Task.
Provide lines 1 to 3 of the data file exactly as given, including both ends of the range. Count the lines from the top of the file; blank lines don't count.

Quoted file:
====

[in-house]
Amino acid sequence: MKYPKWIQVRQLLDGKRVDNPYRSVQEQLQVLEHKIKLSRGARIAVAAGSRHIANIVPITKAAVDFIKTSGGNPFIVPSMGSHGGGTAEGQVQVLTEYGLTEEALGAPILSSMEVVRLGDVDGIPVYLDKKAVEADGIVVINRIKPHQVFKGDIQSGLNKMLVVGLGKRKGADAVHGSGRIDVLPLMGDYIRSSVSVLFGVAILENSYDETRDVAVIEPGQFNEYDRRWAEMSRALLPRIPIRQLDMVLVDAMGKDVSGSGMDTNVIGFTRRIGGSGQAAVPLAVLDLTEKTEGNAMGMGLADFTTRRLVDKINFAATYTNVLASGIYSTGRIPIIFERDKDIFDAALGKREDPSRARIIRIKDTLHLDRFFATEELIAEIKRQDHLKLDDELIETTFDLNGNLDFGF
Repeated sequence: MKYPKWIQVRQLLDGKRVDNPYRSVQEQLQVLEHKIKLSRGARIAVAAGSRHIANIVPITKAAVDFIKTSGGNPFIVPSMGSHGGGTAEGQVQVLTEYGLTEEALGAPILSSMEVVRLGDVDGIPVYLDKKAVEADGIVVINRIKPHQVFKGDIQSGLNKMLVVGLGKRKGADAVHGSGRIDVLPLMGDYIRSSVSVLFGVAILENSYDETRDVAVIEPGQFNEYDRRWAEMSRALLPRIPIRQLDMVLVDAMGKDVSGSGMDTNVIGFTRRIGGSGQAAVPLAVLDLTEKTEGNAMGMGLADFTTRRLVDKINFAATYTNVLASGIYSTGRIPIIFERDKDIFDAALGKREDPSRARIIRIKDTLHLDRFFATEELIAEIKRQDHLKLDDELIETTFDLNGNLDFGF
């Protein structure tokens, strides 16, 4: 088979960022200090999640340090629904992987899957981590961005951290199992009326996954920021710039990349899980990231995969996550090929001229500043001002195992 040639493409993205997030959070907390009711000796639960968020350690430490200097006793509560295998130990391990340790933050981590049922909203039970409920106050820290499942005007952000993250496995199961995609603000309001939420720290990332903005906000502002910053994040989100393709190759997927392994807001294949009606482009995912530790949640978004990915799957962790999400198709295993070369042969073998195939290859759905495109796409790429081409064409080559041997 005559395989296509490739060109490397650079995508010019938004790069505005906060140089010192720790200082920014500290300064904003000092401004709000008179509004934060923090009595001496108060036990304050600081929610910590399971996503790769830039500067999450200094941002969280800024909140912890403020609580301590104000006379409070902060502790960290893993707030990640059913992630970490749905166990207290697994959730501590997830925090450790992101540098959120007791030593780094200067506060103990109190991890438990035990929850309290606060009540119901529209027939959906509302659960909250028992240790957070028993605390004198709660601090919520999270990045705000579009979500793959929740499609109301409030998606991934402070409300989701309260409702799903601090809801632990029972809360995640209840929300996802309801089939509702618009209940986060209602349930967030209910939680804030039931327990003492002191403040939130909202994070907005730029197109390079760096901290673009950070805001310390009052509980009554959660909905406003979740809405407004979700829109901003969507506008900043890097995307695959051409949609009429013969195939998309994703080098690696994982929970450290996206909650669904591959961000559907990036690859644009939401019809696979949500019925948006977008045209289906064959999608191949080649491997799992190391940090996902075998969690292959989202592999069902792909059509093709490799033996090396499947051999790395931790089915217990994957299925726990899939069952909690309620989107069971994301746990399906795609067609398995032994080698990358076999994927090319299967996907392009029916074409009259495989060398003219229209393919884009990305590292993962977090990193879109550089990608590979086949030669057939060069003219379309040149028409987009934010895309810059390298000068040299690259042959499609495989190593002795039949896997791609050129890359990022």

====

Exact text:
[in-house]
Amino acid sequence: MKYPKWIQVRQLLDGKRVDNPYRSVQEQLQVLEHKIKLSRGARIAVAAGSRHIANIVPITKAAVDFIKTSGGNPFIVPSMGSHGGGTAEGQVQVLTEYGLTEEALGAPILSSMEVVRLGDVDGIPVYLDKKAVEADGIVVINRIKPHQVFKGDIQSGLNKMLVVGLGKRKGADAVHGSGRIDVLPLMGDYIRSSVSVLFGVAILENSYDETRDVAVIEPGQFNEYDRRWAEMSRALLPRIPIRQLDMVLVDAMGKDVSGSGMDTNVIGFTRRIGGSGQAAVPLAVLDLTEKTEGNAMGMGLADFTTRRLVDKINFAATYTNVLASGIYSTGRIPIIFERDKDIFDAALGKREDPSRARIIRIKDTLHLDRFFATEELIAEIKRQDHLKLDDELIETTFDLNGNLDFGF
Repeated sequence: MKYPKWIQVRQLLDGKRVDNPYRSVQEQLQVLEHKIKLSRGARIAVAAGSRHIANIVPITKAAVDFIKTSGGNPFIVPSMGSHGGGTAEGQVQVLTEYGLTEEALGAPILSSMEVVRLGDVDGIPVYLDKKAVEADGIVVINRIKPHQVFKGDIQSGLNKMLVVGLGKRKGADAVHGSGRIDVLPLMGDYIRSSVSVLFGVAILENSYDETRDVAVIEPGQFNEYDRRWAEMSRALLPRIPIRQLDMVLVDAMGKDVSGSGMDTNVIGFTRRIGGSGQAAVPLAVLDLTEKTEGNAMGMGLADFTTRRLVDKINFAATYTNVLASGIYSTGRIPIIFERDKDIFDAALGKREDPSRARIIRIKDTLHLDRFFATEELIAEIKRQDHLKLDDELIETTFDLNGNLDFGF